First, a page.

Mozilla launched Firefox 34 for Windows, Mac, Linux, and Android. Major additions to the browser include a built-in video chat feature, a revamped search bar, and tab mirroring from Android to Chromecast.

Firefox 34 for the desktop is available for download now on, and all existing users should be able to upgrade to it automatically. As always, the Android version is trickling out slowly on Google Play


The biggest addition for the desktop platforms is Firefox Hello, a new Web Real-Time Communication (WebRTC) calling feature powered by Spanish carrier Telefonica. In Firefox 33 beta, Mozilla first introduced an experimental WebRTC feature that let users make free voice and video calls without needing to download additional software or plugins, or even to create an account.

Now the company is going further by partnering with Telefonica to providing users with what it calls “the first global communications system built directly into a browser.” Firefox Hello is powered by the OpenTok real-time communications platform from TokBox, a Telefonica company.


Mozilla wants to ensure users don’t need to hand over personal information in exchange for using its free communication service. Not only do you not have to sign up for a service, but you also don’t need the same software or hardware as the person you want to call, since WebRTC is compatible with Chrome and Opera browsers as well.

To use it, open Firefox, click on the chat bubble icon inside the customize menu, and connect with anyone who has a WebRTC-enabled browser by sharing the generated callback link. To call you, they’ll naturally need Firefox 34.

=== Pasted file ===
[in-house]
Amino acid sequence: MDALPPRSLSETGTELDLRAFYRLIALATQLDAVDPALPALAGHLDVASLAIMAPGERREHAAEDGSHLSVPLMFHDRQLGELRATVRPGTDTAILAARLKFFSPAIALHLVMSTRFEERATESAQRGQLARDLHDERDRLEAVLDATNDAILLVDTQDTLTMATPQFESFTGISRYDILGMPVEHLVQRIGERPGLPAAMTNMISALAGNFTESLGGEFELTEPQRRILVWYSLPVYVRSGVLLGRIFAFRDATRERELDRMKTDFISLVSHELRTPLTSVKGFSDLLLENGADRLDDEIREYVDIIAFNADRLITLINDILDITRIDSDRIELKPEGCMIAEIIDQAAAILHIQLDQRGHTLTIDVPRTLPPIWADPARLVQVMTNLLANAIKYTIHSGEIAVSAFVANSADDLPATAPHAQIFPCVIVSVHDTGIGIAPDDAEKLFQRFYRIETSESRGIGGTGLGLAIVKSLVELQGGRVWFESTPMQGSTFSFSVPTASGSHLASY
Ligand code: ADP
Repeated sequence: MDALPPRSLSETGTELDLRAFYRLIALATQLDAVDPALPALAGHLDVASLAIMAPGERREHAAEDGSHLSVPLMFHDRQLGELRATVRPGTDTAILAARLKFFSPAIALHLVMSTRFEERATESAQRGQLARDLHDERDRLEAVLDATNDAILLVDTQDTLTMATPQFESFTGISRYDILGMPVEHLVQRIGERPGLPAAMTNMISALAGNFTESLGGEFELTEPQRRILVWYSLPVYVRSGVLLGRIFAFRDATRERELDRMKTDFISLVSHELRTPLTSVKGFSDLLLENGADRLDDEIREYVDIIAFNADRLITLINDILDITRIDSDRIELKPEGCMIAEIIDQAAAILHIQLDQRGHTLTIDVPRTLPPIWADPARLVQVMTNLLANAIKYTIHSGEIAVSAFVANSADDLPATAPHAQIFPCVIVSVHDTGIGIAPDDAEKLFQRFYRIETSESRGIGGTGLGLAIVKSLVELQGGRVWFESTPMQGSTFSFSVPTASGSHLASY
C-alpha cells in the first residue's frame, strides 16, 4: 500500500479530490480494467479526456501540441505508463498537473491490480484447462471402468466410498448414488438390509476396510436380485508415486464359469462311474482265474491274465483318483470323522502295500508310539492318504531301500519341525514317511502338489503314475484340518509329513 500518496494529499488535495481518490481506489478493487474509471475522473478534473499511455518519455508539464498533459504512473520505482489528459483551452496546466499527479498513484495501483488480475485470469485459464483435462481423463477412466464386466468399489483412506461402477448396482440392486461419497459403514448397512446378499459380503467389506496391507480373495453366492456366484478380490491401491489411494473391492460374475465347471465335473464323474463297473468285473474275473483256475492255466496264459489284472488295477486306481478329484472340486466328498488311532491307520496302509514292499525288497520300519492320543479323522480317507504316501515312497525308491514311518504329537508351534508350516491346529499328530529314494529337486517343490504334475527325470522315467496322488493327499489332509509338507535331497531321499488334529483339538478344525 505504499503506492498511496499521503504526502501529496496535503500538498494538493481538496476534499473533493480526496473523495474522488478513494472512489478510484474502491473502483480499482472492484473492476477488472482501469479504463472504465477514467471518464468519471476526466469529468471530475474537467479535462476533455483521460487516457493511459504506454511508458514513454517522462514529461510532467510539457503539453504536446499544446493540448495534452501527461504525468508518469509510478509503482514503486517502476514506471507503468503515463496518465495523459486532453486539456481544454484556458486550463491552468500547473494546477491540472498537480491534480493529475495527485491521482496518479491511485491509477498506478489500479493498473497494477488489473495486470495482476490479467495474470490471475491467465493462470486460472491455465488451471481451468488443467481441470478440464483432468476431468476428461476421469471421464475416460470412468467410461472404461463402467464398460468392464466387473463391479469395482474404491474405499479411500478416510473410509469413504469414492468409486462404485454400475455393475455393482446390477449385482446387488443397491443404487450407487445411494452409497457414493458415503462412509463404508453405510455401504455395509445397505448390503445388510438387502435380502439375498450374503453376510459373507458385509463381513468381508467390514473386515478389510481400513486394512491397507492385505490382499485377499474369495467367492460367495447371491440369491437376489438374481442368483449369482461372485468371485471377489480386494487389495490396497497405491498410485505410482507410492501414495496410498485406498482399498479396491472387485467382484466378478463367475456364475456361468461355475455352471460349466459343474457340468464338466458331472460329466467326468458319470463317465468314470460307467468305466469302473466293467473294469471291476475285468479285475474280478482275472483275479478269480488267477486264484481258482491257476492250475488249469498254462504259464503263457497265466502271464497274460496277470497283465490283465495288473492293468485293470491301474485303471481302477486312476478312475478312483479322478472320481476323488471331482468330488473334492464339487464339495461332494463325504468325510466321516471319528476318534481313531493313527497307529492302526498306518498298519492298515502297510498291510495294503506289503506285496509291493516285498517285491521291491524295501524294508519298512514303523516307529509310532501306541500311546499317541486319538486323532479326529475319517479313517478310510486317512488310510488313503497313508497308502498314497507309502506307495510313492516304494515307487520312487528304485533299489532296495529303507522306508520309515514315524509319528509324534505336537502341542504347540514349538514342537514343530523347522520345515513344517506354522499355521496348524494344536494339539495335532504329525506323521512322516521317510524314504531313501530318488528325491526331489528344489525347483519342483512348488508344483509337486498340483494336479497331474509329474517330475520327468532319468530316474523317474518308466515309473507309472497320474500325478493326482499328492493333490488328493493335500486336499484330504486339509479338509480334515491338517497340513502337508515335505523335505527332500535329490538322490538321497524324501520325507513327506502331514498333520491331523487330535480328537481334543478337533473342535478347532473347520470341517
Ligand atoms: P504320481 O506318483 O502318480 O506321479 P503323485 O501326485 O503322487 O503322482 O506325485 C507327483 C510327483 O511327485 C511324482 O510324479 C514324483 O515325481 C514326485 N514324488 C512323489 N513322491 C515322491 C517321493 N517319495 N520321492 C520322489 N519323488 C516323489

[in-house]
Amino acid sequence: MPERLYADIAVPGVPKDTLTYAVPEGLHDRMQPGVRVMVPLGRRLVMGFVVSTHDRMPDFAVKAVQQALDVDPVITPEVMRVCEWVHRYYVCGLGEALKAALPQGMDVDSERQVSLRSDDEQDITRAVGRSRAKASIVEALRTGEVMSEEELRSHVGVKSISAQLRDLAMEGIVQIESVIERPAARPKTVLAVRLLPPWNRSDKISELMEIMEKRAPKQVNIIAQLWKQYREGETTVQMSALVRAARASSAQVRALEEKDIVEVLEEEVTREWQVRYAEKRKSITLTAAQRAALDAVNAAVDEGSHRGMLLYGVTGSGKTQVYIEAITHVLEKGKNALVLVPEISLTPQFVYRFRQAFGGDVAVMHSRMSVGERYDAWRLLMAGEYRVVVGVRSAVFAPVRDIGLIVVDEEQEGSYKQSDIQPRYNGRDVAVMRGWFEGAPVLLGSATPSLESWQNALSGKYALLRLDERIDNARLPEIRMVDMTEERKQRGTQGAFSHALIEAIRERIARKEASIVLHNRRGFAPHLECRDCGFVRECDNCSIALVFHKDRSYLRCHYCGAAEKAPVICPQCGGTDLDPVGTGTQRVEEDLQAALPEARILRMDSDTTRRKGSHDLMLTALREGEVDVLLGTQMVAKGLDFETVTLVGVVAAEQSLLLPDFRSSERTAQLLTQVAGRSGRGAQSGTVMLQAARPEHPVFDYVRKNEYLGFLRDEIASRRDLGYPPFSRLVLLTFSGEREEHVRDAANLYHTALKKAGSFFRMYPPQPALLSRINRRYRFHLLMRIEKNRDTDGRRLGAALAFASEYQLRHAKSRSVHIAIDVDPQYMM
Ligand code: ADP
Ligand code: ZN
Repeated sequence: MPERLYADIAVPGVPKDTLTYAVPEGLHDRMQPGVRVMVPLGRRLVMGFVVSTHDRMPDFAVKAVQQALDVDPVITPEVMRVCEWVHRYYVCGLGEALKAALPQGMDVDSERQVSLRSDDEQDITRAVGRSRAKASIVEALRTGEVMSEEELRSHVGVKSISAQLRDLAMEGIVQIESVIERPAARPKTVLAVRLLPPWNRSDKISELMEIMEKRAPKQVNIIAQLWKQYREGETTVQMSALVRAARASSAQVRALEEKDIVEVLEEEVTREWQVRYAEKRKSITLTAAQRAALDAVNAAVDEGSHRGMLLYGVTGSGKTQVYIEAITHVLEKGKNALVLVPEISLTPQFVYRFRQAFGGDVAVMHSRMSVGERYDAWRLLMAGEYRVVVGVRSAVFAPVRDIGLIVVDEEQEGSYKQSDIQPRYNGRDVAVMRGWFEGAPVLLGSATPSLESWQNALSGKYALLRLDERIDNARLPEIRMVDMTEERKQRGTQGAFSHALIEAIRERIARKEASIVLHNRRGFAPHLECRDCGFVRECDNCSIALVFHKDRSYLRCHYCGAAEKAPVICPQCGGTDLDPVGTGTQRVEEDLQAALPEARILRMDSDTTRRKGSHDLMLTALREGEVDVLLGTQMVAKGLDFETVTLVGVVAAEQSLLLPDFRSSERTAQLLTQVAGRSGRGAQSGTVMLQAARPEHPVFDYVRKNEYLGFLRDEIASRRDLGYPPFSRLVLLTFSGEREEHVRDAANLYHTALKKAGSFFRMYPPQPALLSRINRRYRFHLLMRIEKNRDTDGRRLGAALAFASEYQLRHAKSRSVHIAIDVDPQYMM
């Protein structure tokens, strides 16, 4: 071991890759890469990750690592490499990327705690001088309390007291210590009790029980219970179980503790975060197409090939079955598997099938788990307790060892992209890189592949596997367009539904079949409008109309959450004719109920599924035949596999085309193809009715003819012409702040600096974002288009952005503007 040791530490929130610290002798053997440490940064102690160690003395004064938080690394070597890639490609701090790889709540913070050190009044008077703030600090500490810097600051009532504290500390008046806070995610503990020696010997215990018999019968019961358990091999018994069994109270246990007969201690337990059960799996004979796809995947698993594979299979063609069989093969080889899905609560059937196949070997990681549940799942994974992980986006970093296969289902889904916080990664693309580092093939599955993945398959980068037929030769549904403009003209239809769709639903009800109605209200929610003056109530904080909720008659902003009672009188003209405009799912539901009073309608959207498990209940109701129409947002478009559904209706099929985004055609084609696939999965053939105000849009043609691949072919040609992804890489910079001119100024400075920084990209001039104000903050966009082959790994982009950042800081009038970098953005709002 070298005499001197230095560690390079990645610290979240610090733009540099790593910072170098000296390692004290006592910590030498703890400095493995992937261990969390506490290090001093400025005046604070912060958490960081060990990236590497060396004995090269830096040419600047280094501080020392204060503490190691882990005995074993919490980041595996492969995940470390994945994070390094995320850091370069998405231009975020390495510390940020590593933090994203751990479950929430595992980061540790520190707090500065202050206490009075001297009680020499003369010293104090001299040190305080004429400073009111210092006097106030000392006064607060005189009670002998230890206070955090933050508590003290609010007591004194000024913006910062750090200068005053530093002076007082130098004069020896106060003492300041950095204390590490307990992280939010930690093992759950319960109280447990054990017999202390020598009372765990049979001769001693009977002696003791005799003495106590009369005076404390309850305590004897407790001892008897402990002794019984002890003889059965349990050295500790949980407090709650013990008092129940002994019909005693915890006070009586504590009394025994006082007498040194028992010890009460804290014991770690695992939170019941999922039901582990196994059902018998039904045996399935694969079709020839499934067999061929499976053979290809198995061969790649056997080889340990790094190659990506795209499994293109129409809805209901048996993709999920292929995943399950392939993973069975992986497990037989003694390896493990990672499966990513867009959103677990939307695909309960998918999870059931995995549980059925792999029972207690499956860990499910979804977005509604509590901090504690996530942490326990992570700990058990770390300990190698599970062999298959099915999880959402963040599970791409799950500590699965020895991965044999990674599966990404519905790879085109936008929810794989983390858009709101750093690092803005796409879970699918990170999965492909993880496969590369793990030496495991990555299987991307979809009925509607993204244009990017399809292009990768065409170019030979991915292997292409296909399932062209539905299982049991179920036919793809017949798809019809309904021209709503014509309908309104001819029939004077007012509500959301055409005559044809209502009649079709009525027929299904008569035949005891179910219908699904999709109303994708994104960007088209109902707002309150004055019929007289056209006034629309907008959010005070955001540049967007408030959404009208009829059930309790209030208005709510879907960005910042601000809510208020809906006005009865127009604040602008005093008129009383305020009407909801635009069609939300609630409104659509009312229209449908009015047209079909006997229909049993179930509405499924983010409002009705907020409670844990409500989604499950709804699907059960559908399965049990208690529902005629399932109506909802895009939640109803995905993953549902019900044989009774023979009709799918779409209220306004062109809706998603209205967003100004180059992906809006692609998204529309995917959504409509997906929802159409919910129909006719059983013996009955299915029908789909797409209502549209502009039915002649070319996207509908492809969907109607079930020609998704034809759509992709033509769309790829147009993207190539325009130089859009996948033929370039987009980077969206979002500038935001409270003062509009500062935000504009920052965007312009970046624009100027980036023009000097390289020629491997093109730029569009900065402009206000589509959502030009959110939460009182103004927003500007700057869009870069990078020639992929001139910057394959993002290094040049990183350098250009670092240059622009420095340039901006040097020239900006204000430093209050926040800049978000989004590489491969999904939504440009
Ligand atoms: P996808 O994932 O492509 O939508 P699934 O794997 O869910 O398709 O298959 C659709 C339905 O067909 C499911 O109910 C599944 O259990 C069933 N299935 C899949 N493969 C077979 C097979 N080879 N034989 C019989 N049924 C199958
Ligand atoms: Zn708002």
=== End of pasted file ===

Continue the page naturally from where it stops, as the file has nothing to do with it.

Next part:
While an account isn’t required, Firefox Hello does let you sign in with your Firefox Account so you can initiate or receive direct calls with other Firefox Account users who are online, without having to share a callback link first. You can be reached on every computer that you’re signed into.

Firefox Hello also offers contact management. You can add contacts to your address book manually or import contacts from your Google account (select “Import Contacts” and then give Firefox Hello permission).

For context, WebRTC is an open project that lets Internet users communicate in real-time via voice and video by simply using a WebRTC-compatible browser. It enables Web app developers to include real-time video calling and data sharing capabilities in their products, which can range from games to video conferencing tools.

Firefox has supported WebRTC support for months, and Mozilla has been showing it off in various forms. Firefox Hello is the latest attempt to build something users may actually want to use right in the browser, meaning they don’t have to wait for developers to build an app that all their friends have to download.

The next big change is the new search bar, which Mozilla first revealed less than a week ago. When you type a search term into the Firefox search box, a list of suggestions will update with each character. In addition, a new array of buttons below these suggestions will let you pick which search engine you want to send the query to.



Mozilla has been working on various multi-screen capabilities for its Android app over the past few months. In Firefox 33, the company added the ability to send video to Google’s Chromecast and Roku. Today, Android users can now mirror their whole browser tabs to their TV via Chromecast.

Here is how to use the feature:

  1. Open a tab in Firefox for Android and find a page you want to mirror.
  2. Go to the main menu, select ‘tools’ then ‘mirror tab’.
  3. This will display a list of connected streaming devices on the same WiFi network as your Android device. Select the device you want to send a webpage to.
  4. To stop mirroring the tab, just open the main menu in Firefox for Android.

In short, any webpage that you’re viewing in Firefox for Android can now be sent to the big screen, if you have a Google Chromecast.